‘Silver Shotgun’ Approach Needed to Address Housing Affordability

‘Silver Shotgun’ Approach Needed to Address Housing Affordability

Land doesn’t come cheap, so requiring larger lots over the standard minimum effectively penalizes multi-family homes by making them more costly to build compared to traditional single-family homes.

As Montana’s housing crisis grows, more local officials are staking out broad goals of “zoning code reform” to reduce regulations that impede affordable housing development.

Missoula is one city that plans a code reform process in 2022. Missoula’s city planner stated in a recent interview “There are ways our current regulations aren’t adequately meeting what our policy and vision is for the city.”

Missoula officials should be applauded for finally recognizing the need to legalize affordable housing and embrace regulatory reform. But what regulations specifically impact affordability?

Unfortunately, there is no one silver bullet regulation officials can repeal to tame the housing crisis. Instead, local officials need to use a silver shotgun, with repealing minimum lot area requirements loaded as part of the shot in each shell.

For those unfamiliar with complicated zoning codes, let me take a moment to explain. Minimum lot area requirements are common local government regulations which say that a certain type of home can only be built on a certain size of property within a particular zoning district.

For example, local regulations may allow a developer to build a variety of home types on a plot of land but require a minimum 2,700 square feet of lot space for each dwelling unit built. This means a single-family home could be built on a lot as small as 2,700 square feet, while a duplex would need a minimum of 5,400, a triplex 8,100, and so on. Additional lot space would be required even if the actual building takes up no more lot space than a single-family home, as observed in modern stacked duplex and triplex designs.

Land doesn’t come cheap, so requiring larger lots over the standard minimum effectively penalizes multi-family homes by making them more costly to build compared to traditional single-family homes. Since multi-family homes are typically built to be more affordable options for renters and young families, minimum lot area penalties can have an outsized impact on affordability. Research shows that mandating especially large lot sizes over 5,000 square feet can significantly drive up housing costs and restrict housing supply.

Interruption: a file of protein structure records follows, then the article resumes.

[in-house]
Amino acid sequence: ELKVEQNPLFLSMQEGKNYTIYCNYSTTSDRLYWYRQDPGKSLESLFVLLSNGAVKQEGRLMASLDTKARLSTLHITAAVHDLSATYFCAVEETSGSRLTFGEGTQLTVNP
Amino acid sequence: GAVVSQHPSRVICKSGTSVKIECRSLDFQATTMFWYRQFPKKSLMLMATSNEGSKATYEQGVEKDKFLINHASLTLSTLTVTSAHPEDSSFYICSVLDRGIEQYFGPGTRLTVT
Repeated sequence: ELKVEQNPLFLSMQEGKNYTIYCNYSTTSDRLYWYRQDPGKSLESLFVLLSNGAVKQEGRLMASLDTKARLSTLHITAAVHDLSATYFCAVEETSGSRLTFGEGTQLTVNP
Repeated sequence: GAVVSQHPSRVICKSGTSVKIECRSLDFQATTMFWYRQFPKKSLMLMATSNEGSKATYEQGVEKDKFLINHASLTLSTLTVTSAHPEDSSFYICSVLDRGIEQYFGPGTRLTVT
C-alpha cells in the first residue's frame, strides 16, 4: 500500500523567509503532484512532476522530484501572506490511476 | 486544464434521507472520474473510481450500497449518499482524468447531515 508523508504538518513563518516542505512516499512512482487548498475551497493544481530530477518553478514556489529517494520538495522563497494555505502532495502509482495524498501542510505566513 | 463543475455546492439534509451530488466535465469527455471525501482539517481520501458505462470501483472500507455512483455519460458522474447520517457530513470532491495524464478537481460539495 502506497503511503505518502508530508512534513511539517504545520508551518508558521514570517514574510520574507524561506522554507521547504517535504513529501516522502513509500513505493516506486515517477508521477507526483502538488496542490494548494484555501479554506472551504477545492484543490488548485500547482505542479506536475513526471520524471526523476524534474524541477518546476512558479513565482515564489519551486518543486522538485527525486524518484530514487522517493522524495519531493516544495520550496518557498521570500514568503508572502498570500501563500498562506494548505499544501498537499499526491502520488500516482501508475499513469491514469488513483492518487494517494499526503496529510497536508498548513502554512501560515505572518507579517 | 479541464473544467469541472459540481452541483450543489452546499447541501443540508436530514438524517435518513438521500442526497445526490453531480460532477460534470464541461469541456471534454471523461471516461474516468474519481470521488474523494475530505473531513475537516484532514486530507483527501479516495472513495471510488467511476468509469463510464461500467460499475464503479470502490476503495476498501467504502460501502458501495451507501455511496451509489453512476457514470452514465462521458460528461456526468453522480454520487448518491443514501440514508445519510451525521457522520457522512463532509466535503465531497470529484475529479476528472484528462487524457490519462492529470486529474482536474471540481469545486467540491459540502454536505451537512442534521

Montana’s fastest-growing cities such as Missoula, Bozeman, Kalispell and Billings all maintain minimum lot area requirements which impact affordability. Bozeman’s 2021 code audit called the city’s minimum lot area requirements “a significant contributor to high housing prices for non-single-household development” and recommended Bozeman completely eliminate minimum lot area requirements for all multi-family housing.

While several major cities and states around the country are reforming zoning codes to allow duplexes and triplexes where previously only single-family homes were allowed, housing supply continues to be stifled due to numerous other regulations imposed on housing like minimum lot area requirements, parking mandates and building height limits. When minimum lot area requirements are addressed along with zoning reform, cities tend to see a much larger increase in housing development.

In Montana, Helena recently repealed almost all minimum lot area requirements and Billings moved from a lot area requirement to a simpler lot width requirement. These changes may be one factor keeping average home prices in those cities relatively affordable compared to cities with minimum lot area requirements like Bozeman, Missoula and Kalispell.

If the goal is legalizing affordable housing, tweaks to zoning districts just won’t cut it. Eliminating minimum lot area requirements must be an important consideration for local Montana officials when looking at “zoning code reform” to boost affordable housing.

This article originally appeared in Lee Newspapers

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